The Alinsky model simply became the standard for the entire liberal and progressive world. But it’s time to move on.”
The Alinsky model may well be the active “mental model” that unconsciously influences activists to the detriment of more effective activism. Big Organizing is the necessary corrective for this. I think Bond and Exley are absolutely correct when they write, “The big organizing model that can fuel revolutions believes that communities are filled with talented and intelligent people who understand what is broken and, when given material and strategic resources, can wrest power from elites and make lasting change. A political revolution is different from community organizing as we know it today.”
For those who think it might be splitting hairs to draw a distinction between a political revolution and community organizing, let me share this. Without a political revolution, we are doomed.
Back in 2012 a researcher named Brad Werner, who works in the Complex Systems Laboratory at UC San Diego presented a paper at the American Geophysical Union meeting that year with an eye-catching title: “Is Earth F**ked? Dynamical Futility of Global Environmental Management and Possibilities for Sustainability via Direct Action Activism.” Writing about this, Dave Levitan notes, “[Werner] has a remarkably complicated methodology yielding a very simple answer: yes, unless people start a serious global rebellion.”
Elaborating, Levitan writes: “[Werner’s] argument goes something like this: modern culture, with its emphasis on money and economics, is far too focused on short time scales,” and this promotes instability. “So we’re in the process of destroying things thanks to that instability, and even when we engage in environmental management efforts, we couch them in capitalist terms, like cost/benefit analyses as efforts to deal with climate change. This, Werner says, will inevitably lead those management schemes to fail over a long enough time frame.” Summarizing all this, Levitan writes, “Capitalist society moves too quickly, and our connections to each other and the world become too superficial, to avoid destroying the world. But resistance movements – Werner cited the Arab Spring and Occupy movements as recent examples – could disrupt our otherwise inevitable course of enviro-destruction.”
So seen in this light, Big Organizing’s revolutionary potential demands our serious attention. While all 22 of the rules presented in Rules for Revolutionaries are worth pondering, here’s a list of the rules that most excite me, quoted from Bond and Exley’s superb book:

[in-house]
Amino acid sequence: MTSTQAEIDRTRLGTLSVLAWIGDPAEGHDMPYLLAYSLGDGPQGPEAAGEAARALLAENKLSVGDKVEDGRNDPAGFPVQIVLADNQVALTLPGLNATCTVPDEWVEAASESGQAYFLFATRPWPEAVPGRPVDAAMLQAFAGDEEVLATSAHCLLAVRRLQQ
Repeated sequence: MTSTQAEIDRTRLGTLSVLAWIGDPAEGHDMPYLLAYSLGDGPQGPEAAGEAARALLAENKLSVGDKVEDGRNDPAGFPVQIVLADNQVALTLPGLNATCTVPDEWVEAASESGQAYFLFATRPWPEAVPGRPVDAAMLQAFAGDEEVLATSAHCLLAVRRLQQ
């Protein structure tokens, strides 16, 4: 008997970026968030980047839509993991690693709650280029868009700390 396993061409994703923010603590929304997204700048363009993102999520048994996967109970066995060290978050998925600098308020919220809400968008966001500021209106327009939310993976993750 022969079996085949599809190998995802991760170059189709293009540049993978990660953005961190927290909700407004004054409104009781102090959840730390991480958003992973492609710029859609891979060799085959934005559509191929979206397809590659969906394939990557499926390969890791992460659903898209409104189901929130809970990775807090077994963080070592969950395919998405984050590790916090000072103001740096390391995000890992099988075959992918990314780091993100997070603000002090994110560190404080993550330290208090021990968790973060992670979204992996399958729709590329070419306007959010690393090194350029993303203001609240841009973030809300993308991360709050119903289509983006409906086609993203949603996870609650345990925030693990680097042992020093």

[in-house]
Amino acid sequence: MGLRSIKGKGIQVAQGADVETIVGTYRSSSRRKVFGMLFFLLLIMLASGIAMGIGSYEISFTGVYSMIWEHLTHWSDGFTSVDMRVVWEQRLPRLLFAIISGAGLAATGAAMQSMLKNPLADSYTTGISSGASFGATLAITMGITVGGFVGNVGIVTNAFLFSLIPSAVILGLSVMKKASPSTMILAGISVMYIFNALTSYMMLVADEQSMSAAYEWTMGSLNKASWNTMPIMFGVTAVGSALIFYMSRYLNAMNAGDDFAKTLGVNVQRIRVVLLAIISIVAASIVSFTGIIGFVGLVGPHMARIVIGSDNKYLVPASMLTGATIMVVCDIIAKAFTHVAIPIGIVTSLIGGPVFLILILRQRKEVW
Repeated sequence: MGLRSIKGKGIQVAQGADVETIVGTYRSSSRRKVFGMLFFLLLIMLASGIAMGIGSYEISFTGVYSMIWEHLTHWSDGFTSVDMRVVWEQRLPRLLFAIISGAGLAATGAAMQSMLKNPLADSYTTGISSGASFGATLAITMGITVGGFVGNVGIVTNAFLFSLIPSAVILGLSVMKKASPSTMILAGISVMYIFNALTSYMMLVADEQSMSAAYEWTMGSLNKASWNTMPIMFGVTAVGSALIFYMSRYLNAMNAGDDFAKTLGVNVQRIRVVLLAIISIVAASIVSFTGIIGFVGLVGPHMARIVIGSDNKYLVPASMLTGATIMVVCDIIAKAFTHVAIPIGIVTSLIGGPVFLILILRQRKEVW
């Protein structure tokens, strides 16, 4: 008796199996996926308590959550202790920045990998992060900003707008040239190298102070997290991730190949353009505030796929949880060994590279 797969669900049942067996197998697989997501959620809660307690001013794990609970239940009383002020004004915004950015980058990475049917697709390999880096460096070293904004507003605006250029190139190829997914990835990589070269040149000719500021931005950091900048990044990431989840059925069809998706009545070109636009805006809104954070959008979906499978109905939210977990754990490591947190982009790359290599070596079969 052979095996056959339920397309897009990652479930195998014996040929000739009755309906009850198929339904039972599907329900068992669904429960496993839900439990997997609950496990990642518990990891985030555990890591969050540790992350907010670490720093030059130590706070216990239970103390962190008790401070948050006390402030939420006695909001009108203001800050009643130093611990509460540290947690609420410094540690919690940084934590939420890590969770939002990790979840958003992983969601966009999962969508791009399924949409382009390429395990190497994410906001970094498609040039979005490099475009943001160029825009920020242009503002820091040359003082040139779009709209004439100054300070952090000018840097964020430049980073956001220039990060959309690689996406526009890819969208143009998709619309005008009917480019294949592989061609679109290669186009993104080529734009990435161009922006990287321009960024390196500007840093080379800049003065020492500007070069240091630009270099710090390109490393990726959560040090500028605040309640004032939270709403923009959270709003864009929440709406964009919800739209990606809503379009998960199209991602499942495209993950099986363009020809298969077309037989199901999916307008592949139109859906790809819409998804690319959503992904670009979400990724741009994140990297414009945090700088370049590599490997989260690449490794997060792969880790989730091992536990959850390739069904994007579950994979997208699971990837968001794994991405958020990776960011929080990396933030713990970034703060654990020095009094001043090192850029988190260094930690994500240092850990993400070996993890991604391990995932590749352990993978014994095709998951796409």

“Rule 1: You won’t get a revolution if you don’t ask for one. – People are waiting for you to ask them to do something big. Movements require clear demands for solutions as radical as our problems, and you need authentic, credible leaders to deliver that message.”
“Rule 3 – The Revolution will not be Staffed – There will never be enough money to pay all the organizers the revolution needs. The good news is there are more than enough amazing volunteer leaders among the people, and three or four talented and committed volunteers working part time can often do the work of a full-time paid staffer.”
“Rule 4 – Fighting Racism Must be at the Core of the Message to Everyone – If it is not led by people of color and immigrants, if it doesn’t have fighting racism and xenophobia at its core, and if it is not mobilizing white people to lead other whites to choose multi-racial solidarity over fear and hate – then it’s not a revolution.”
“Rule 6 – The Work is Distributed. The Plan is Centralized – In distributed organizing, the work may be distributed, but if you’re going to win something big, you need a centralized plan. Instead of letting a thousand flowers bloom, build a networked flower factory. Delegate chunks of work from a centralized, strategic campaign plan to a distributed network of volunteer leaders who can work across space and time, and in the numbers necessary, to meet concrete goals that put victory within reach.”
“Rule 7 – The Revolution Will Be Funded – by Small Donations – If you spend your time and energy asking rich people to support your movement, then your movement isn’t going to get anywhere. Spend your time talking to the people you are trying to organize, building your movement and resources as they are needed will come.” Sanders proved this to be true fantastically.
“Rule 8 – Barnstorm! – Use mass meetings as a technology to put people to work in teams and immediately. Constantly redesign your technique to get more out of your meetings. Ensuring that your meetings can be replicated is key to scaling up for revolution.” This is a major innovation developed during the Sanders campaign to engage the large numbers of volunteers inspired by Bernie’s big and bold campaign.
“Rule 12 – Learn the Basics of Good Management – Good management is not counterrevolutionary. In fact, you need to master the art of management to give your revolution a fighting chance.” I will focus on this rule more below. It is one of the major opportunities for improvement within the big organizing model.
“Rule 14 – Grow Complexity by Solving Problems as They Arise – In a successful movement, campaign, or revolution, everything is growing and changing too fast to make detailed long-term plans. Nevertheless, to grow big, processes will have to become more and more complex. Grow complexity by solving practical problems as they arise in conversation with involved leaders.” This relates to Rule 12 above as it is one of the greatest management challenges and organizational perils that must be overcome.
“Rule 17 – The Revolution Is Not Just Bottom Up; It’s Peer to Peer – The best movements invite great leaders from the base into a structure where all leaders work together as peers to reach their full potential and win. Your base contains many talented and experienced people; treating them as peers is the best way to attract them into leadership; working with them as you would with paid colleagues is the best way to keep them in leadership while bringing out the best of them.”